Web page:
Keith Olbermann is merely the latest ESPN employee to be suspended. Who knows why ESPN thinks suspensions are a good idea, as compared to internal discipline, fines, or firings. For whatever reason, a large media corporation has decided to imitate the tactics of the NFL towards suspensions. But the list of ESPN employees suspended is extensive. A partial list by Tom Ley is here.
Reading the Tom Ley list, one mostly sees ESPN personalities being suspended for poor behavior that was physically abusive, is sexist, or is racist. That's as one might expect. But note the last few suspensions of high-profile ESPN personalities:
Bill Simmons was suspended for supposedly violating ESPN's editorial standards...but more likely, because of his criticism of Roger Goodell and the NFL.
Dan Le Batard was suspended for paying for billboards in Cleveland that taunted Lebron James...and thus sullying a prime story for the NBA.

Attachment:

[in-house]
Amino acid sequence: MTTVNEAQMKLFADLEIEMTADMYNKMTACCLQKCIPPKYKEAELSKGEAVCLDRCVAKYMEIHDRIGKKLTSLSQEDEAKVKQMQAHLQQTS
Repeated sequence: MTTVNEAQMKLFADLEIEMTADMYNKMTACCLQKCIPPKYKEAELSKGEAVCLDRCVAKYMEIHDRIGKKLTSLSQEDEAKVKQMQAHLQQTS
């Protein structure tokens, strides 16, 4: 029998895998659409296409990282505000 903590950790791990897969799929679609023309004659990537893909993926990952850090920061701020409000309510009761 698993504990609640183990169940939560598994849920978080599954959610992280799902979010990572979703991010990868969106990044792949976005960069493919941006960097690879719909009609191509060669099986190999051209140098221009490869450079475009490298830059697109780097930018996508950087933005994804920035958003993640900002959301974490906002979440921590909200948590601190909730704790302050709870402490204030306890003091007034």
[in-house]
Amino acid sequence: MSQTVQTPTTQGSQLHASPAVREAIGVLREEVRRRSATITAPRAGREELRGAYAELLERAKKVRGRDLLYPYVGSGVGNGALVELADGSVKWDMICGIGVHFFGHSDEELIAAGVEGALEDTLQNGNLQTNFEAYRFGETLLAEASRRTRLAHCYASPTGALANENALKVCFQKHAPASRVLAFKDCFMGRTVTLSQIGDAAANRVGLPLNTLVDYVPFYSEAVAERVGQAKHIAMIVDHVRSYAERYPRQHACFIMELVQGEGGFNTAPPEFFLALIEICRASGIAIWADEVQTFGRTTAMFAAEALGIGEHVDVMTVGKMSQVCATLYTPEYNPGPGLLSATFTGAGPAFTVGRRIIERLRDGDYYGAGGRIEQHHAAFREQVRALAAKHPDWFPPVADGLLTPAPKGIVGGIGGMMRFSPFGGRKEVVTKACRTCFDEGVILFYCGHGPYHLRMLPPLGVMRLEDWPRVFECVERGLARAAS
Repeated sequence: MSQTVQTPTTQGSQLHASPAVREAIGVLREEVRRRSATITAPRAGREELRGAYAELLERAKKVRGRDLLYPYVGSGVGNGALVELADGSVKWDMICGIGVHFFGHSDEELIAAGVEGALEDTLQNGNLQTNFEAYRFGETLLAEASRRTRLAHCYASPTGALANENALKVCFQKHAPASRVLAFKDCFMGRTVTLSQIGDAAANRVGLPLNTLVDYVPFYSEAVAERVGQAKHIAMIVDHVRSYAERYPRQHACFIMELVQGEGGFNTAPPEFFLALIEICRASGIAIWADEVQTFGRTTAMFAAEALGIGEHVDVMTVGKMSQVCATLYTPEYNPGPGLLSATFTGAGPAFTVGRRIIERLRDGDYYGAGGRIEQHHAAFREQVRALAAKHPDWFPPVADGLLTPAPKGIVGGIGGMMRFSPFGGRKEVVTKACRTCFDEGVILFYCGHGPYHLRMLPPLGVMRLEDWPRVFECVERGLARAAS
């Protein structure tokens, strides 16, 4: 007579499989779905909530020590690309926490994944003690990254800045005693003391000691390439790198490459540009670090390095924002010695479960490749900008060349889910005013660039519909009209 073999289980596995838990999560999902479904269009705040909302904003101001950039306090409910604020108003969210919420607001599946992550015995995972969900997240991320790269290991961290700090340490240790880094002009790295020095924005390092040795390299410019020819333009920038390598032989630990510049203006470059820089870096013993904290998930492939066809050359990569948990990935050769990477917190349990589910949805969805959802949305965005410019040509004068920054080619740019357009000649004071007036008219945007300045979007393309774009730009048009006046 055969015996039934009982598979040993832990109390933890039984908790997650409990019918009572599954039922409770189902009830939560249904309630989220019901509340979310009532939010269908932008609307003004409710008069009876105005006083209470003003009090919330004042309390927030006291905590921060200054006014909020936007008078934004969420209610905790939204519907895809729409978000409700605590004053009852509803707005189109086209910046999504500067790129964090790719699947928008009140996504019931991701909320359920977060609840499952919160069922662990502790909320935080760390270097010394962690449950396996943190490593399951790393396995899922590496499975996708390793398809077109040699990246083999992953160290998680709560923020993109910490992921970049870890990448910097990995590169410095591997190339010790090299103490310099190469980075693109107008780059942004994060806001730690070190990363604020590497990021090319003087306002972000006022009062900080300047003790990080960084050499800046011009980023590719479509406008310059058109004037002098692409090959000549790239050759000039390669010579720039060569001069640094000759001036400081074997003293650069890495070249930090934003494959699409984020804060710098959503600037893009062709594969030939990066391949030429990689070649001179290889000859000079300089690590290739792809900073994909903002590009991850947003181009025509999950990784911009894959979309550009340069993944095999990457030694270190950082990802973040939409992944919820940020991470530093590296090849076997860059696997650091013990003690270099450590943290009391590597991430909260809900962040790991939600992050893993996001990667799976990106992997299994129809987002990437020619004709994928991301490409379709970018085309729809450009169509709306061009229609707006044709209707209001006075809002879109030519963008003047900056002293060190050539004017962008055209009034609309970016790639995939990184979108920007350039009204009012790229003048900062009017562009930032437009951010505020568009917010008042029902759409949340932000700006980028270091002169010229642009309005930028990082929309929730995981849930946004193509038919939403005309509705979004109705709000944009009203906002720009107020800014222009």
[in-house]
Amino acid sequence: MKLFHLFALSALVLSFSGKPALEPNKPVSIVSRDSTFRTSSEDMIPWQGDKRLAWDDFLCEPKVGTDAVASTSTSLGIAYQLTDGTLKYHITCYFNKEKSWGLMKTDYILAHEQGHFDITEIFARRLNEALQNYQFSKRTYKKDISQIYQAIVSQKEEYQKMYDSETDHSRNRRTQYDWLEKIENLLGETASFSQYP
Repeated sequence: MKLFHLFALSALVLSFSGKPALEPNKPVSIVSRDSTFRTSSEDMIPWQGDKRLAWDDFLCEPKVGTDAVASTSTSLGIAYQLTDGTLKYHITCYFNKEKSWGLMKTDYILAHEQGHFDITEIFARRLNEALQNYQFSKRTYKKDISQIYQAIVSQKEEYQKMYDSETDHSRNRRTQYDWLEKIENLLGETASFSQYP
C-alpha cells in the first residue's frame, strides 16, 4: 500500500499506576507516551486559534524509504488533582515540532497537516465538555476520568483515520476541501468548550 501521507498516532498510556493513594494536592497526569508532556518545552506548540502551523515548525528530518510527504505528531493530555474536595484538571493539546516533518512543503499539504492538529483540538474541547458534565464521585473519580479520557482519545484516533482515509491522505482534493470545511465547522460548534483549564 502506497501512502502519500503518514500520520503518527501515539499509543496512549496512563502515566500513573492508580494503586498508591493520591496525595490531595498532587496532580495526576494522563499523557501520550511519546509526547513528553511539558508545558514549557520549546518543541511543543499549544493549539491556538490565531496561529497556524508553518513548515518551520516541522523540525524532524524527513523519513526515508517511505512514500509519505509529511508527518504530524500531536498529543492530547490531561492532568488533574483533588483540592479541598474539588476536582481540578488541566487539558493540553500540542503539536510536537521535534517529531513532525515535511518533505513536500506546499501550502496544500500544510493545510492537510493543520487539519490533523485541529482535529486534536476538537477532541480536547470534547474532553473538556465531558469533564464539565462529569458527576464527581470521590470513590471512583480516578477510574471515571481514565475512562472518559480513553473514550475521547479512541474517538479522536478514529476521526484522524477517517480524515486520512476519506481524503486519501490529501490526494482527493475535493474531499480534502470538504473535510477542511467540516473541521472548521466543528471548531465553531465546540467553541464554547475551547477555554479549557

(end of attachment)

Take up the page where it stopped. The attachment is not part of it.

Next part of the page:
Keith Law was suspended from Twitter for...well ESPN refused to comment, but evolution seems a good pick:
Keith Olbermann was suspended for comments made about and to Penn State students.
By themselves, each decision is somewhat defensible as more than just a cynical political choice to sacrifice an ESPN employee for the sake of a business relationship. But taken as a whole, ESPN's suspensions are trending more towards satisfying various powerful sports leagues or political constituencies rather than disciplining employee misdeeds.